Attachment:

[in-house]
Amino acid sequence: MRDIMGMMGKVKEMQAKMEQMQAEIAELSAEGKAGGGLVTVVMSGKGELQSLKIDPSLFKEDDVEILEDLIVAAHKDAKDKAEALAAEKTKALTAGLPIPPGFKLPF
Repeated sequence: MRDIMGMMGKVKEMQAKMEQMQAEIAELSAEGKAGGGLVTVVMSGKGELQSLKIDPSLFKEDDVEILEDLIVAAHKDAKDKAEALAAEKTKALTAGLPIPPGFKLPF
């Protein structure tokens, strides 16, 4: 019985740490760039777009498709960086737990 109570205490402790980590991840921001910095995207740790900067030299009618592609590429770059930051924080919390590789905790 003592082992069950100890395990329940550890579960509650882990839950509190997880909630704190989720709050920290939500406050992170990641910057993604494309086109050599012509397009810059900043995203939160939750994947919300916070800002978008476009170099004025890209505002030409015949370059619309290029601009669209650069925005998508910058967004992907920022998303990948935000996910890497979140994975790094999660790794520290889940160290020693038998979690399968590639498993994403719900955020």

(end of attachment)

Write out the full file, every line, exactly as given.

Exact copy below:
[in-house]
Amino acid sequence: MRDIMGMMGKVKEMQAKMEQMQAEIAELSAEGKAGGGLVTVVMSGKGELQSLKIDPSLFKEDDVEILEDLIVAAHKDAKDKAEALAAEKTKALTAGLPIPPGFKLPF
Repeated sequence: MRDIMGMMGKVKEMQAKMEQMQAEIAELSAEGKAGGGLVTVVMSGKGELQSLKIDPSLFKEDDVEILEDLIVAAHKDAKDKAEALAAEKTKALTAGLPIPPGFKLPF
């Protein structure tokens, strides 16, 4: 019985740490760039777009498709960086737990 109570205490402790980590991840921001910095995207740790900067030299009618592609590429770059930051924080919390590789905790 003592082992069950100890395990329940550890579960509650882990839950509190997880909630704190989720709050920290939500406050992170990641910057993604494309086109050599012509397009810059900043995203939160939750994947919300916070800002978008476009170099004025890209505002030409015949370059619309290029601009669209650069925005998508910058967004992907920022998303990948935000996910890497979140994975790094999660790794520290889940160290020693038998979690399968590639498993994403719900955020």